Tech giants which provide streaming services – including Apple, Amazon, Netflix, Spotify and Google – have been accused of breaching GDPR by failing to be upfront about what customer data they collect and what they use it for.
Privacy group NOYB – set up by Facebook nemesis Max Schrems – has rifled off ten complaints to the Austrian Data Protection Authority over companies’ handling of so-called “right to access” requests.
Under GDPR, people have the right to request copies of the information a company holds on them, which includes: the categories of personal data involved; where that data came from; who it has been shared with; and how long and where it will be stored.
NOYB worked with a group of ten volunteers who requested their data from eight tech companies, Amazon Prime, Apple Music, Netflix, SoundCloud, Spotify, YouTube, DAZN and Flimmit.
However, NOYB found that the data they received was “insufficient or inaccurate”, with companies including Apple providing data in “an incomprehensible form”.
Schrems said: “Many services set up automated systems to respond to access requests, but they often don’t even remotely provide the data that every user has a right to.
“In most cases, users only got the raw data, but, for example, no information about who this data was shared with. This leads to structural violations of users’ rights, as these systems are built to withhold the relevant information.”
In response to the complaints, Spotify said: “Spotify takes data privacy and our obligations to users extremely seriously. We are committed to complying with all relevant national and international laws and regulations, including GDPR, with which we believe we are fully compliant.”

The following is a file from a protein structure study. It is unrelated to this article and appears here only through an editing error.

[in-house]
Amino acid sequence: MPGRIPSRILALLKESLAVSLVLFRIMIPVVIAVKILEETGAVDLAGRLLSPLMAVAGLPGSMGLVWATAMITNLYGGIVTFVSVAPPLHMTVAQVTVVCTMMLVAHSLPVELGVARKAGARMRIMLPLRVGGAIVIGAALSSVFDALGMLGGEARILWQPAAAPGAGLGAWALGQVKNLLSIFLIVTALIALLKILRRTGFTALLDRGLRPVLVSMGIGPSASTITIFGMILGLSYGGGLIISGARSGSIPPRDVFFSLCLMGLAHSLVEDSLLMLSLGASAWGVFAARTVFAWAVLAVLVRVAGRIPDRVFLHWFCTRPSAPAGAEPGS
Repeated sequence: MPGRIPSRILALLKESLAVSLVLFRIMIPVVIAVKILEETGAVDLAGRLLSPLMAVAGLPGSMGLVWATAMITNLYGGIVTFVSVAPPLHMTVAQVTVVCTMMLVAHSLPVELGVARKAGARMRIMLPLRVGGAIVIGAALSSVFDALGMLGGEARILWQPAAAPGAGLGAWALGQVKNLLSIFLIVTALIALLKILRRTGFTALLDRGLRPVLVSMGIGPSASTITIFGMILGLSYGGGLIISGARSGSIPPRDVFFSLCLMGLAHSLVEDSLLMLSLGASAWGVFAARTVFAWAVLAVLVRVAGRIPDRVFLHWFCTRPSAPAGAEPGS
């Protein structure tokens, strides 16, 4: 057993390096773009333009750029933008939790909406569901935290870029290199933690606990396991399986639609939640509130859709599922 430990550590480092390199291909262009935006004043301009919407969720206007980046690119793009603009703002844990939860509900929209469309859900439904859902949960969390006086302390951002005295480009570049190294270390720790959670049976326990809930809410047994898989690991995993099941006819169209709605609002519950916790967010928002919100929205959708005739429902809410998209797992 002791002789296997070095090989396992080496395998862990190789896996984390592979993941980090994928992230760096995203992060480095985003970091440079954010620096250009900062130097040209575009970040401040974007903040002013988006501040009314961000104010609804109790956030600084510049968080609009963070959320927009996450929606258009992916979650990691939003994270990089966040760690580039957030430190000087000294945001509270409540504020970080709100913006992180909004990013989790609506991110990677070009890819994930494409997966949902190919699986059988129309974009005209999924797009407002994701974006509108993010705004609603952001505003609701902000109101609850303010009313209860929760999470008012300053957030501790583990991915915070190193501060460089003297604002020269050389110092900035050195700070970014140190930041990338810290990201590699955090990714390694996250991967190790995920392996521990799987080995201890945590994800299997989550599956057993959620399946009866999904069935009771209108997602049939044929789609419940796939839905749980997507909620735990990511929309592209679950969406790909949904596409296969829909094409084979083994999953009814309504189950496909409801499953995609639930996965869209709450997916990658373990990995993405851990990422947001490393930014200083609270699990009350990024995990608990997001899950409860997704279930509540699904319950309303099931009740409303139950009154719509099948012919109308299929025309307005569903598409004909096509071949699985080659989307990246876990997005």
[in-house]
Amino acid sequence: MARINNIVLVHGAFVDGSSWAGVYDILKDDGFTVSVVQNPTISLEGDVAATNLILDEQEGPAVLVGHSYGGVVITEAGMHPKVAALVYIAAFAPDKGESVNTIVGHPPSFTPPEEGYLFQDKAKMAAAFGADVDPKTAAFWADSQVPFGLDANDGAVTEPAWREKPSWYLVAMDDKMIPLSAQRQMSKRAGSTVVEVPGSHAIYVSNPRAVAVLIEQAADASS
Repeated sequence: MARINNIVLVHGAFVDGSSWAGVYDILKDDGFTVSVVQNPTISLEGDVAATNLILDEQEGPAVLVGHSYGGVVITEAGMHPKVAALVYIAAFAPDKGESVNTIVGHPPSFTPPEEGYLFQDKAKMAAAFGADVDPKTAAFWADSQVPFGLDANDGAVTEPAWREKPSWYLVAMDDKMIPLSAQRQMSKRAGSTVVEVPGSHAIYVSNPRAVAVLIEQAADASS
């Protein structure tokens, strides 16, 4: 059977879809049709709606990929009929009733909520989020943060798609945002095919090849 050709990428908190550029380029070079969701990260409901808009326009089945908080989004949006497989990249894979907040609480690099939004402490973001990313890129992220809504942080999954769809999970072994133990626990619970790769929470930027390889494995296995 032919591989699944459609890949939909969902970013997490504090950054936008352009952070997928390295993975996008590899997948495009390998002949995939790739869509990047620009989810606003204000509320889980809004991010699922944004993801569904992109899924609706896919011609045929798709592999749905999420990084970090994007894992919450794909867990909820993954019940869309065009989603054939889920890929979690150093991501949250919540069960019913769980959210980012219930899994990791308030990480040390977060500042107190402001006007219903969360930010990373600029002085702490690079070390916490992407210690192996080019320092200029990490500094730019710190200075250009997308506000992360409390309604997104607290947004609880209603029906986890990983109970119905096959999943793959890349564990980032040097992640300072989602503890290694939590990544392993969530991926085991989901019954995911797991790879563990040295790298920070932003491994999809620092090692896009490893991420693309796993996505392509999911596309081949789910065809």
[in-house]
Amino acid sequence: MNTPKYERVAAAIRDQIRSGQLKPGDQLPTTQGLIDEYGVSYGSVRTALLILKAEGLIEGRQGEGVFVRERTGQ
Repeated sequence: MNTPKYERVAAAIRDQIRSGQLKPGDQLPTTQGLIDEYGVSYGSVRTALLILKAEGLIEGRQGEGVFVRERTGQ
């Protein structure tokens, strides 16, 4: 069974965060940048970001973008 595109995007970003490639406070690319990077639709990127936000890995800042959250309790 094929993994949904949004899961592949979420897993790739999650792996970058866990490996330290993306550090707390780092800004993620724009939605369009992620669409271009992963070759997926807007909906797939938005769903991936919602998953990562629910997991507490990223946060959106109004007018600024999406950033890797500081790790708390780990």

Amazon added: “Protecting the privacy of our customers is always a top priority and has been built into our services for years…We comply with any request from a data subject to provide access to the personal data that Amazon is processing.”
The move comes just days after Apple chief executive Tim Cook called for US regulators to allow consumers to track and delete their personal data and tackle the “shadow economy” of data brokers.
In an article in Time magazine, Cook called on the US Federal Trade Commission to launch a “data-broker clearing house” where companies which buy and sell data will have to log their activities and be held accountable.
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